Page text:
So we should always be aware of our actions, be it in traffic or at anywhere in public or private place. Sometimes unintentionally, a trifle act or ours could prove very serious for others. If we try to learn be responsible in such small ways and become aware of the consequences of our little actions or gestures, over time we could become compassionate which is one of very essential quality of a leader.

Thursday, 18 June 2009

Career Confusion: Loyalty vs. Money

People working in IT service industry are always confused about their career. They are always in dilemma whether to stay put in the same company to move up on the ladder and forgo the chances of more money outside or opt for job offer from another company for more money and a higher position. There are always confusion, one have to spend long time on bench sometimes even around year doing almost nothing. This sometimes frustrate guys (smarter guys make use of this time to hone their hobbies, interests).
Then comes the time when recession starts and everyone including the loyalist start fearing about their job. Here probably everyone has the risks of loosing his or her job.

Wednesday, 17 June 2009

Choosing a career: Based on strength?

I was recently reading a book on Strength Finder2.0 by Gallop. This says that you have to first find your correct and exact strengths and then choose a career or profession accordingly. If you do not do so and choose any career, you may not achieve true success in life and cannot do justice to your chosed profession. I do not agree with this (at all). The Gallop findings may be true for western countries, but not in Indian context.
What I observed in Indian context is that normally a person follows his parental profession. Be it business, profession (medical, law or anything ) or anything else. And the second generation make it good in their parental profession, sometimes even better. Take examples of Ambani brothers, so many generations of politicians, innumerable small businessmen, people in Bollywood, just to give a few examples. I have also observed some families where there is good environment in home about education or spirituality or religion, the kids of such households grow up to be stronger in those area. This confirms that what kind of environment kids get at home and how serious they take their chosen area,they would become successful in that area.
In Indian middle class, students almost always choose their career options based on either family members suggestions/insistence or influences by peer group's choices. Hardly anyone has any idea as to what he or she really likes, barring a few exceptions. And even in such situations people turn out to be quite successful in their career. I feel except for few areas like art (painting, music, etc), or research when you really have to be passionate all other areas could be mastered by interest and hard work (obviously smart work).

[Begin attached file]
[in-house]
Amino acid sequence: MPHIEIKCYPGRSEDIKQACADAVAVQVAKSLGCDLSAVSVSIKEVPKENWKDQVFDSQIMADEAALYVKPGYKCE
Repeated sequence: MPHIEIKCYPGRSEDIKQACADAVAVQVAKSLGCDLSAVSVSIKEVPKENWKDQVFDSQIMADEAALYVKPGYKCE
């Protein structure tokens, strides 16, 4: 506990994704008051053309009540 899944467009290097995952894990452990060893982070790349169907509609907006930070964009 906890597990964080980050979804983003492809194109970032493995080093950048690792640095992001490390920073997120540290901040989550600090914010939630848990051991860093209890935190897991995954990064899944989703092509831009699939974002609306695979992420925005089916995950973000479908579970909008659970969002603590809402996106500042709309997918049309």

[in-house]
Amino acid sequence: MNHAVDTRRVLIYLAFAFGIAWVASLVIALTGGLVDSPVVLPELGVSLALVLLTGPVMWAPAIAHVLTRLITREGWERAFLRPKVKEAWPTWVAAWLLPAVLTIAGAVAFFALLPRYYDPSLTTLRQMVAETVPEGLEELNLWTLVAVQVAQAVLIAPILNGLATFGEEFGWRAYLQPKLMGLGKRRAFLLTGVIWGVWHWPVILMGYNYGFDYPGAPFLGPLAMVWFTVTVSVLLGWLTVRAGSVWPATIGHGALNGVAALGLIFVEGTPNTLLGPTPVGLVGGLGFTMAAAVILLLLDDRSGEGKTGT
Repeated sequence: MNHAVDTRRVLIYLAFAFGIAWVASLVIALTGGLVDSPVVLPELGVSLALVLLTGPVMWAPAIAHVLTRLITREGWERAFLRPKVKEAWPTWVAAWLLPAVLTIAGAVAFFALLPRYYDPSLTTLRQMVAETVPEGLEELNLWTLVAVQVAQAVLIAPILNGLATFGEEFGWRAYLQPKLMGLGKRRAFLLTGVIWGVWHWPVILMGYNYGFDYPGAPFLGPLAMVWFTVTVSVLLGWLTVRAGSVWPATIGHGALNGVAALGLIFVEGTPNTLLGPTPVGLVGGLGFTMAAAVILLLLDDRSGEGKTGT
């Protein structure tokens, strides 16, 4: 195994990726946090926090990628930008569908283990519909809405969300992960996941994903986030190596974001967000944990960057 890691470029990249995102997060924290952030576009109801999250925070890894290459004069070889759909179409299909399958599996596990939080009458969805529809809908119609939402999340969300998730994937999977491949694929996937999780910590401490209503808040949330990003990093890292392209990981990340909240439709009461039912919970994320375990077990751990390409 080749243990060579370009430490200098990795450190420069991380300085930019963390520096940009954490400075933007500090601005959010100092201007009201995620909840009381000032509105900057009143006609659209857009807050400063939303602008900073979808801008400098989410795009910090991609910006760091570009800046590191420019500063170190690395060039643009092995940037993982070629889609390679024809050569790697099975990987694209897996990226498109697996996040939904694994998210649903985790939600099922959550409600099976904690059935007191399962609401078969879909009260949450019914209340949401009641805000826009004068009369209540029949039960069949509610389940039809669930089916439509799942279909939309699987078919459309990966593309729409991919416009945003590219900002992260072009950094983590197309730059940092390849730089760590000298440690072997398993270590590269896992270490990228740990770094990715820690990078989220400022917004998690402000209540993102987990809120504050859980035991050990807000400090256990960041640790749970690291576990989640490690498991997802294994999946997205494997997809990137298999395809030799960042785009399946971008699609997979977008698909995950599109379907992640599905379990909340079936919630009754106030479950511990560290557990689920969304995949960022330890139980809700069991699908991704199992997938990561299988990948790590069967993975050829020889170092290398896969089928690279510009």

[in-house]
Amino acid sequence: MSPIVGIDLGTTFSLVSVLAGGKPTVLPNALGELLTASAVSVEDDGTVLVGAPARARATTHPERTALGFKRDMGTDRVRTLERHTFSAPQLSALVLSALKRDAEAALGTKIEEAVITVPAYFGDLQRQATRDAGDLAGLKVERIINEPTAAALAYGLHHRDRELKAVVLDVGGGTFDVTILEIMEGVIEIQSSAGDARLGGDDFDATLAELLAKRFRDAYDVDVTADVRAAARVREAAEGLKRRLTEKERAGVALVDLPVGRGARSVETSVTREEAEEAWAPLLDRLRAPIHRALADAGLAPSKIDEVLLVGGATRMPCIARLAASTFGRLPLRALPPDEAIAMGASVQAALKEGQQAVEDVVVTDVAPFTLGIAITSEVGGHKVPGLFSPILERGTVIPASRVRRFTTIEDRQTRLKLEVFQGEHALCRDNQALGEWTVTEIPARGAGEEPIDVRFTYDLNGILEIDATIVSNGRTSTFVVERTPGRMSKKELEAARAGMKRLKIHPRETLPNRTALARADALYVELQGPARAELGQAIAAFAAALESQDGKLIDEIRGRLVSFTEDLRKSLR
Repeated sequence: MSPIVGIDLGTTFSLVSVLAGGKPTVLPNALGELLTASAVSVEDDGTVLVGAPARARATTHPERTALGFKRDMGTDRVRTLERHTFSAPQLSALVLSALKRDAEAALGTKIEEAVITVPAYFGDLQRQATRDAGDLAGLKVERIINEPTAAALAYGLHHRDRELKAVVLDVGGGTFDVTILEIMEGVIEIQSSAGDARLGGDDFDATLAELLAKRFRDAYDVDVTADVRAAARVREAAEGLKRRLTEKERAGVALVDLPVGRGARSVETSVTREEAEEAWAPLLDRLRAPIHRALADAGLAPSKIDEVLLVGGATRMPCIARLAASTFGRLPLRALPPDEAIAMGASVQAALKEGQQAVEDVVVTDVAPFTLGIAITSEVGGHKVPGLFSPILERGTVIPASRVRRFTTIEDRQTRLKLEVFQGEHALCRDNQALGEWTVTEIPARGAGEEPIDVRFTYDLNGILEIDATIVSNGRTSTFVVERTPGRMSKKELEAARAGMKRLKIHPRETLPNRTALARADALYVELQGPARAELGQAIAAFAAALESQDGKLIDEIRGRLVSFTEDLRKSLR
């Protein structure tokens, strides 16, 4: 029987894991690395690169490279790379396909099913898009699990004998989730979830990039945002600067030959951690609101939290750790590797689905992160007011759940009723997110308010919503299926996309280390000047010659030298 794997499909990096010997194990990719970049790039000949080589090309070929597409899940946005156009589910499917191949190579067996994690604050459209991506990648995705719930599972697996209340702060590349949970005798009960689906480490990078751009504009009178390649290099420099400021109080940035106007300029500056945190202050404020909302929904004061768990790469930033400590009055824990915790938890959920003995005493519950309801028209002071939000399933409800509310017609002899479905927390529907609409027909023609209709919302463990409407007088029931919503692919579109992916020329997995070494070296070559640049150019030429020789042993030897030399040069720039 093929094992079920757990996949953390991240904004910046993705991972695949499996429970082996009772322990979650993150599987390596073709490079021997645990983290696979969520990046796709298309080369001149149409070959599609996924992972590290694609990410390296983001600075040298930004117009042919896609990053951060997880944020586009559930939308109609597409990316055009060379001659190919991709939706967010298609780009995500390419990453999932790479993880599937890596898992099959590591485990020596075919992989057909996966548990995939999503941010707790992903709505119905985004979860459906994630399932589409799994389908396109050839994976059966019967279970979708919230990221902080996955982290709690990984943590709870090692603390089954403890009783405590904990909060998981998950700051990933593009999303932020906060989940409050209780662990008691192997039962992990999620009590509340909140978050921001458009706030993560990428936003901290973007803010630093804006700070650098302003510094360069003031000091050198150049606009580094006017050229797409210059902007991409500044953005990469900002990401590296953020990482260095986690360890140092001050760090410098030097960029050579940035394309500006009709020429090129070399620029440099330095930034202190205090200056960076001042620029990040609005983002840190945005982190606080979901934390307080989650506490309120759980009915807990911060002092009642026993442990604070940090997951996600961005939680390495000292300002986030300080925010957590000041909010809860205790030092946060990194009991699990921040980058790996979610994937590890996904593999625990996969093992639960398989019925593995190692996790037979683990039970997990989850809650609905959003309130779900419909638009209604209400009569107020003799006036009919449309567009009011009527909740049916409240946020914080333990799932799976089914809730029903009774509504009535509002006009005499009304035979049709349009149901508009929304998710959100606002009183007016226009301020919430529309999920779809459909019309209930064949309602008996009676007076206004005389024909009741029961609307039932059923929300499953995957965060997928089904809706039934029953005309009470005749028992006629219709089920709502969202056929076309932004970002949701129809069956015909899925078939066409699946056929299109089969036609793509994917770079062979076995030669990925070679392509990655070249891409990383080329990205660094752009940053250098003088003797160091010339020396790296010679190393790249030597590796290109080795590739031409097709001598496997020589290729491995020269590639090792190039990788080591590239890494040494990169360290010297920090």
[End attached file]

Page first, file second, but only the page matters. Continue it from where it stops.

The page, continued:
I do not claim to be a researcher but I can claim to be a good observer in the above area. Please leave your comments and views on the topic.

Tuesday, 16 June 2009

Books One should read

Recently I have added one more person to the list of my role models (I am not going to disclose all), or the people whom I like to follow. This person is Rajesh Setty. I found his book selection for reading match exactly to my interest. So I am putting a link to his list here on my blog.
Two reason for this:
1. so that I can refer as and when I wish
2. if someone bump into my mind he can also view the list.
I have always wondered what books should one read and who to tell what to read and what not to as there is huge information flood (books, journals, blogs, Internet). I thanks Rajesh for putting his list on Internet.

Tuesday, 9 June 2009

Best Way to layoff employees

Media is flooded with reports about the imminent layoffs at Satyam and how management of TechMahindra and Satyam are planning to layoff 5000/10000/18000 employees from Satyam, depending upon who is the source of news or which media is publishing the news. Whether there has been any layoff or not at Satyam, at least one thing has been constant for several month is that there are imminent layoffs. What this has done is created fear in the minds of Satyam employees. And they have started to look for jobs outside on their own. Employees, who were not very serious to change job at this time, are now seriously in the market. The constant news of layoff have made these employees creative enough to find ways to get new jobs at any cost.
How this has helped the management at Satyam is that without them having to layoff employees company's employee strengh has come down significantly. What else would managment ask for when their goal is being achieved without them having to worry about consequences of laying off.
I wonder if the constant media coverage of layoff was a well tought out strategy of management. Whatever it was it was good. As neither employees had to go through the anogy of being laidoff not management had to draw any flak.